Hello dear readers all over the world. I wanted to share a bit more than my quick message of Saturday. All of a sudden most of us are in the same boat: sheltering in place or on full lockdown. Here in the San Francisco Bay Area, we are now on day 7 of “shelter in place”, and starting week 2 of school closures.
While I’m sad, frustrated, and stressed out on a regular basis, I have also felt extremely comforted and very inspired this past week by expressions of beautiful community and wonderful creativity that have come out of this crisis already.
I’ve seen neighborhoods come together to identify who needs help and who can help; I’ve felt how uplifting it can be to share “silver linings” in a private Facebook group; I’ve experienced the power of a Zoom video conference meeting with a group of people who normally gather in person. Even if you can’t physically be in the same room with your classmates, members of your yoga studio, or extended family, it is actually extremely calming for the nervous system to see and hear people you know, and to be there for each other.
In the spirit of community and creativity, I’d love to share the video created by the Malaysia Bach Festival last week: they assembled videos of different people all over the world, singing and playing the chorale “Befiehl du deine Wege” from Bach’s St. Matthew Passion, and combined it into one video. You can find that video here. Keep your tissues handy.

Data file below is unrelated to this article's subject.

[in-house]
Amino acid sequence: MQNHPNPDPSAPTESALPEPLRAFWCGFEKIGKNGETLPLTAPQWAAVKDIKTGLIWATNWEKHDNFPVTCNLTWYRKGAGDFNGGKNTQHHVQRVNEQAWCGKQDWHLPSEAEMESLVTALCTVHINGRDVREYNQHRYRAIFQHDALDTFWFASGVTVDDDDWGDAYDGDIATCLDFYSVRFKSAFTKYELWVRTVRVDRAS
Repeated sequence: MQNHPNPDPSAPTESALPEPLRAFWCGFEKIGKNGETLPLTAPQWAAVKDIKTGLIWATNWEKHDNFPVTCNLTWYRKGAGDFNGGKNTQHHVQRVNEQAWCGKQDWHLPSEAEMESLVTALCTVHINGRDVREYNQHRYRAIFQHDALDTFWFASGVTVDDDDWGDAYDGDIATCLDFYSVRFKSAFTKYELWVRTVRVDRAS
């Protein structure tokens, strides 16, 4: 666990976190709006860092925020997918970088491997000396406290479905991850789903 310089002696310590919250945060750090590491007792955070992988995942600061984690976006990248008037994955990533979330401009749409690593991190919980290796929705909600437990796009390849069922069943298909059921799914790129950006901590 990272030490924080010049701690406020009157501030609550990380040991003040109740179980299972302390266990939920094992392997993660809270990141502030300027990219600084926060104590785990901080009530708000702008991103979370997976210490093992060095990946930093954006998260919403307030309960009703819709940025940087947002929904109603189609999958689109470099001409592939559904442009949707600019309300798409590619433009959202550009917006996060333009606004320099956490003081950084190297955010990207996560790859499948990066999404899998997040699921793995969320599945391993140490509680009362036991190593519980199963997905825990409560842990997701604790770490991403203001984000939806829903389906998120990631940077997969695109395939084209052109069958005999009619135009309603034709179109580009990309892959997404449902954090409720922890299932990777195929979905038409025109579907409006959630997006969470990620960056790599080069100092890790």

In case you would like to sing along, you can find the PDF of this chorale here.
Two weeks ago I ran out of time writing this post, but I had discovered so much about Cantata 13 Meine Seufzer, meine Tränen (1726), that I would still very much like to share that cantata here. So I hope you don’t mind going back in time a little bit, to the Second Sunday after Epiphany, which fell on January 19 this year (2020), and on January 20 in 1726.
Before I prepare a new post, I always like to revisit previous posts I wrote about this same Sunday, and listen to those cantatas again. And it always thrills me when during this process I discover that Bach must have done this too: going back, either in his memory or in the physical stack of manuscripts, to the music he previously wrote for this same Sunday. Sometimes I only get a feeling that he did this, but other times, there’s an obvious quote either in the text or in the music.
This time I was excited to find Bach quoting music from Cantata 155 Mein Gott, wie lang, ach lange? in Cantata 13 Meine Seufzer, meine Tränen. Bach had written Cantata 155 already in Weimar in 1716, but performed it again in Leipzig in 1724, also on the Second Sunday after Epiphany.
I invite you to listen to/watch the wonderful alto-tenor duet with bassoon from Cantata 155 Mein Gott, wie lang, ach lange?here, in a performance by the J.S. Bach Foundation, with alto Margot Oitzinger and tenor Julius Pfeifer. Note this theme in the voices:
After that duet is over, I would suggest turning off that recording for now. *